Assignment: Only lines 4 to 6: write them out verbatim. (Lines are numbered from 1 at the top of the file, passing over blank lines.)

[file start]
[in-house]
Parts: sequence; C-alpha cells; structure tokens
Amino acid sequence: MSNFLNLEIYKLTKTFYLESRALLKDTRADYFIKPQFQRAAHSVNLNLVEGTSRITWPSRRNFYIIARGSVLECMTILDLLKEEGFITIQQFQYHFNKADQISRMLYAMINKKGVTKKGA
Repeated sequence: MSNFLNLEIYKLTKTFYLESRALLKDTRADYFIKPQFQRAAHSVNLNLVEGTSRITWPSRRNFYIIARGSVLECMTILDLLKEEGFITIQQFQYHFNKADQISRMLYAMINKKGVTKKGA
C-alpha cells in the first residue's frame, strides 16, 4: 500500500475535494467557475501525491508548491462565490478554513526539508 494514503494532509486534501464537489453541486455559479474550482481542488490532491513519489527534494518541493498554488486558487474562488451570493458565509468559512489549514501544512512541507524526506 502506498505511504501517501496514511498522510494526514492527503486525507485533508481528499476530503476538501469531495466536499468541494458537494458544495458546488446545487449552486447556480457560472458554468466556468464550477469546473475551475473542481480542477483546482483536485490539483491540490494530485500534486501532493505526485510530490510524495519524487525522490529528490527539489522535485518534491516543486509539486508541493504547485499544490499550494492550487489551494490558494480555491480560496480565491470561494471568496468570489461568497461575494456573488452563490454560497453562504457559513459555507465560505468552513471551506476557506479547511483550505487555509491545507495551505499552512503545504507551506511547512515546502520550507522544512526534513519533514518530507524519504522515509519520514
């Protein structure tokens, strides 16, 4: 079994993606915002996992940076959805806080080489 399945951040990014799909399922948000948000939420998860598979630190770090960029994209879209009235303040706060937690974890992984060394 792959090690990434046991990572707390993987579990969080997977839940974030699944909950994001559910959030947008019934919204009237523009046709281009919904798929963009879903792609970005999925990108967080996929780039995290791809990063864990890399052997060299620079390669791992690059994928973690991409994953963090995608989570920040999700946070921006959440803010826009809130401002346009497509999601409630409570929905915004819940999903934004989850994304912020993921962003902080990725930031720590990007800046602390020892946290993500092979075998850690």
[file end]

Repeated sequence: MSNFLNLEIYKLTKTFYLESRALLKDTRADYFIKPQFQRAAHSVNLNLVEGTSRITWPSRRNFYIIARGSVLECMTILDLLKEEGFITIQQFQYHFNKADQISRMLYAMINKKGVTKKGA
C-alpha cells in the first residue's frame, strides 16, 4: 500500500475535494467557475501525491508548491462565490478554513526539508 494514503494532509486534501464537489453541486455559479474550482481542488490532491513519489527534494518541493498554488486558487474562488451570493458565509468559512489549514501544512512541507524526506 502506498505511504501517501496514511498522510494526514492527503486525507485533508481528499476530503476538501469531495466536499468541494458537494458544495458546488446545487449552486447556480457560472458554468466556468464550477469546473475551475473542481480542477483546482483536485490539483491540490494530485500534486501532493505526485510530490510524495519524487525522490529528490527539489522535485518534491516543486509539486508541493504547485499544490499550494492550487489551494490558494480555491480560496480565491470561494471568496468570489461568497461575494456573488452563490454560497453562504457559513459555507465560505468552513471551506476557506479547511483550505487555509491545507495551505499552512503545504507551506511547512515546502520550507522544512526534513519533514518530507524519504522515509519520514
């Protein structure tokens, strides 16, 4: 079994993606915002996992940076959805806080080489 399945951040990014799909399922948000948000939420998860598979630190770090960029994209879209009235303040706060937690974890992984060394 792959090690990434046991990572707390993987579990969080997977839940974030699944909950994001559910959030947008019934919204009237523009046709281009919904798929963009879903792609970005999925990108967080996929780039995290791809990063864990890399052997060299620079390669791992690059994928973690991409994953963090995608989570920040999700946070921006959440803010826009809130401002346009497509999601409630409570929905915004819940999903934004989850994304912020993921962003902080990725930031720590990007800046602390020892946290993500092979075998850690």